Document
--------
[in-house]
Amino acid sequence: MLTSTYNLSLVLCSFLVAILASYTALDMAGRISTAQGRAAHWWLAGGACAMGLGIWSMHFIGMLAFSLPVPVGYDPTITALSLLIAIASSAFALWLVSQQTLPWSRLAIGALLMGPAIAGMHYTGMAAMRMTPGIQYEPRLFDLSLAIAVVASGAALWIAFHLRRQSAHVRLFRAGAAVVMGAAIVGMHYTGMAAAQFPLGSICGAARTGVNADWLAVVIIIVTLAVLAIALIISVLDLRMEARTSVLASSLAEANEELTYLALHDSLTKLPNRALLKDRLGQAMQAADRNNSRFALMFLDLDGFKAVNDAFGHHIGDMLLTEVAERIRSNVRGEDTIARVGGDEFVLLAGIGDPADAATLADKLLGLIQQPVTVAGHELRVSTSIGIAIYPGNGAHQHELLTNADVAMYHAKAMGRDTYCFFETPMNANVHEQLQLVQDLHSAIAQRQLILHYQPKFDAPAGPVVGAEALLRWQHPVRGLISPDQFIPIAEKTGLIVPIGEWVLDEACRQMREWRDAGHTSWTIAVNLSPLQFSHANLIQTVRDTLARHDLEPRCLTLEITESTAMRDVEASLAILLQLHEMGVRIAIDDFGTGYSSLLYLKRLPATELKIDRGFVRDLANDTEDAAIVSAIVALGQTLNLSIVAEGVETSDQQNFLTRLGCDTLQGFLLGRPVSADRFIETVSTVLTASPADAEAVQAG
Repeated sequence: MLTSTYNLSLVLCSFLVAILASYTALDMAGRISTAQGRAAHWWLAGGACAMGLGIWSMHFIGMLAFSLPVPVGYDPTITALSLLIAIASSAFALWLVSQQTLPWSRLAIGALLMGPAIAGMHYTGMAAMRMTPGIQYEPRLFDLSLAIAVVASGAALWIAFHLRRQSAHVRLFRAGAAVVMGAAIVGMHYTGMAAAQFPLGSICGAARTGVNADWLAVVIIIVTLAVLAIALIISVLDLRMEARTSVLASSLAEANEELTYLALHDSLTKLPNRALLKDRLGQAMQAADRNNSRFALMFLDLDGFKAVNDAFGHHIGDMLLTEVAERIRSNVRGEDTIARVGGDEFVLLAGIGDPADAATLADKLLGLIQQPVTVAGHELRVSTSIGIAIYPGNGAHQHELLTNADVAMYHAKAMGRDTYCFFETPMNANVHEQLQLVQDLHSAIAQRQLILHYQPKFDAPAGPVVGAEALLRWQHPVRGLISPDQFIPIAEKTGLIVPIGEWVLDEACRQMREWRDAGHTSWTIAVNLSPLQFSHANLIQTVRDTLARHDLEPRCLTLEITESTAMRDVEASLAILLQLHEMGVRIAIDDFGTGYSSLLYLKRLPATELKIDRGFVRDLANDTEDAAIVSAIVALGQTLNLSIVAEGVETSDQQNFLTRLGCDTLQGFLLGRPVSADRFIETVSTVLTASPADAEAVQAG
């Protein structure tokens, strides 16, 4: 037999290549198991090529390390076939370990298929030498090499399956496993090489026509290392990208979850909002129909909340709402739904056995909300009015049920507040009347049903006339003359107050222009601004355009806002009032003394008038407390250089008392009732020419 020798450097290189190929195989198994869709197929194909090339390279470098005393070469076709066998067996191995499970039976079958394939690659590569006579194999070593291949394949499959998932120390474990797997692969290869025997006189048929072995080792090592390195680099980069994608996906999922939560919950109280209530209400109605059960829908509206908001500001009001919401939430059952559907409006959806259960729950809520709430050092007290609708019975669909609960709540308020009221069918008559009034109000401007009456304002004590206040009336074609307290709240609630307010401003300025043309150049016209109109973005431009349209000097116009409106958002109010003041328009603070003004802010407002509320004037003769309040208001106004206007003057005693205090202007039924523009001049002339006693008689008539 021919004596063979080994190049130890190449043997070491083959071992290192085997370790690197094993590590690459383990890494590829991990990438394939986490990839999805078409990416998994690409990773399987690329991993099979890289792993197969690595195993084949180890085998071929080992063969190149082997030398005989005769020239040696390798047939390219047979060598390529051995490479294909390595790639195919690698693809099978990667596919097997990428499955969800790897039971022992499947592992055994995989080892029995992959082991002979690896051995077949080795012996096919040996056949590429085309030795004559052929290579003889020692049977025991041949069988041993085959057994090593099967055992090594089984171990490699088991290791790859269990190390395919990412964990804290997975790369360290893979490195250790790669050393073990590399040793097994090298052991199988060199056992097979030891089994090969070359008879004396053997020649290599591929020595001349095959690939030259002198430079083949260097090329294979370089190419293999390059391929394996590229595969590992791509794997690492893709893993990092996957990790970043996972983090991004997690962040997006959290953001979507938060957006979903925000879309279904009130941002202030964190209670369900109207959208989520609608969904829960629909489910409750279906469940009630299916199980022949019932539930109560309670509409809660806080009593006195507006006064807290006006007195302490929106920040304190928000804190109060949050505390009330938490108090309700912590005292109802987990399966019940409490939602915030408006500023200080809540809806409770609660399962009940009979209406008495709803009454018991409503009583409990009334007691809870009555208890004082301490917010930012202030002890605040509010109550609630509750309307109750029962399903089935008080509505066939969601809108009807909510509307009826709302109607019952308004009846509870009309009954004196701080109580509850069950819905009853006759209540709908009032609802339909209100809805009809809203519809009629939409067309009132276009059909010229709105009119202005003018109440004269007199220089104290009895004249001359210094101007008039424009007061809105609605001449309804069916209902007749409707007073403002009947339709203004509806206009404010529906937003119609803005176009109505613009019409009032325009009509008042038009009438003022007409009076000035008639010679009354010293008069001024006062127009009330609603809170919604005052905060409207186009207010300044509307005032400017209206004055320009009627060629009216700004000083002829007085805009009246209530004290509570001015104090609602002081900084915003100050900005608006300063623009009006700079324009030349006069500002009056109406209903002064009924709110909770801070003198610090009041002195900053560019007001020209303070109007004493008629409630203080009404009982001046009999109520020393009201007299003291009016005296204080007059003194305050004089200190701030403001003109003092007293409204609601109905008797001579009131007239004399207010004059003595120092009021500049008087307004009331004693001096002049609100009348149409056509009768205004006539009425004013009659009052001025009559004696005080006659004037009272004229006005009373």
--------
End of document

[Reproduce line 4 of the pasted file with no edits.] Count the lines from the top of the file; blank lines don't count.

């Protein structure tokens, strides 16, 4: 037999290549198991090529390390076939370990298929030498090499399956496993090489026509290392990208979850909002129909909340709402739904056995909300009015049920507040009347049903006339003359107050222009601004355009806002009032003394008038407390250089008392009732020419 020798450097290189190929195989198994869709197929194909090339390279470098005393070469076709066998067996191995499970039976079958394939690659590569006579194999070593291949394949499959998932120390474990797997692969290869025997006189048929072995080792090592390195680099980069994608996906999922939560919950109280209530209400109605059960829908509206908001500001009001919401939430059952559907409006959806259960729950809520709430050092007290609708019975669909609960709540308020009221069918008559009034109000401007009456304002004590206040009336074609307290709240609630307010401003300025043309150049016209109109973005431009349209000097116009409106958002109010003041328009603070003004802010407002509320004037003769309040208001106004206007003057005693205090202007039924523009001049002339006693008689008539 021919004596063979080994190049130890190449043997070491083959071992290192085997370790690197094993590590690459383990890494590829991990990438394939986490990839999805078409990416998994690409990773399987690329991993099979890289792993197969690595195993084949180890085998071929080992063969190149082997030398005989005769020239040696390798047939390219047979060598390529051995490479294909390595790639195919690698693809099978990667596919097997990428499955969800790897039971022992499947592992055994995989080892029995992959082991002979690896051995077949080795012996096919040996056949590429085309030795004559052929290579003889020692049977025991041949069988041993085959057994090593099967055992090594089984171990490699088991290791790859269990190390395919990412964990804290997975790369360290893979490195250790790669050393073990590399040793097994090298052991199988060199056992097979030891089994090969070359008879004396053997020649290599591929020595001349095959690939030259002198430079083949260097090329294979370089190419293999390059391929394996590229595969590992791509794997690492893709893993990092996957990790970043996972983090991004997690962040997006959290953001979507938060957006979903925000879309279904009130941002202030964190209670369900109207959208989520609608969904829960629909489910409750279906469940009630299916199980022949019932539930109560309670509409809660806080009593006195507006006064807290006006007195302490929106920040304190928000804190109060949050505390009330938490108090309700912590005292109802987990399966019940409490939602915030408006500023200080809540809806409770609660399962009940009979209406008495709803009454018991409503009583409990009334007691809870009555208890004082301490917010930012202030002890605040509010109550609630509750309307109750029962399903089935008080509505066939969601809108009807909510509307009826709302109607019952308004009846509870009309009954004196701080109580509850069950819905009853006759209540709908009032609802339909209100809805009809809203519809009629939409067309009132276009059909010229709105009119202005003018109440004269007199220089104290009895004249001359210094101007008039424009007061809105609605001449309804069916209902007749409707007073403002009947339709203004509806206009404010529906937003119609803005176009109505613009019409009032325009009509008042038009009438003022007409009076000035008639010679009354010293008069001024006062127009009330609603809170919604005052905060409207186009207010300044509307005032400017209206004055320009009627060629009216700004000083002829007085805009009246209530004290509570001015104090609602002081900084915003100050900005608006300063623009009006700079324009030349006069500002009056109406209903002064009924709110909770801070003198610090009041002195900053560019007001020209303070109007004493008629409630203080009404009982001046009999109520020393009201007299003291009016005296204080007059003194305050004089200190701030403001003109003092007293409204609601109905008797001579009131007239004399207010004059003595120092009021500049008087307004009331004693001096002049609100009348149409056509009768205004006539009425004013009659009052001025009559004696005080006659004037009272004229006005009373």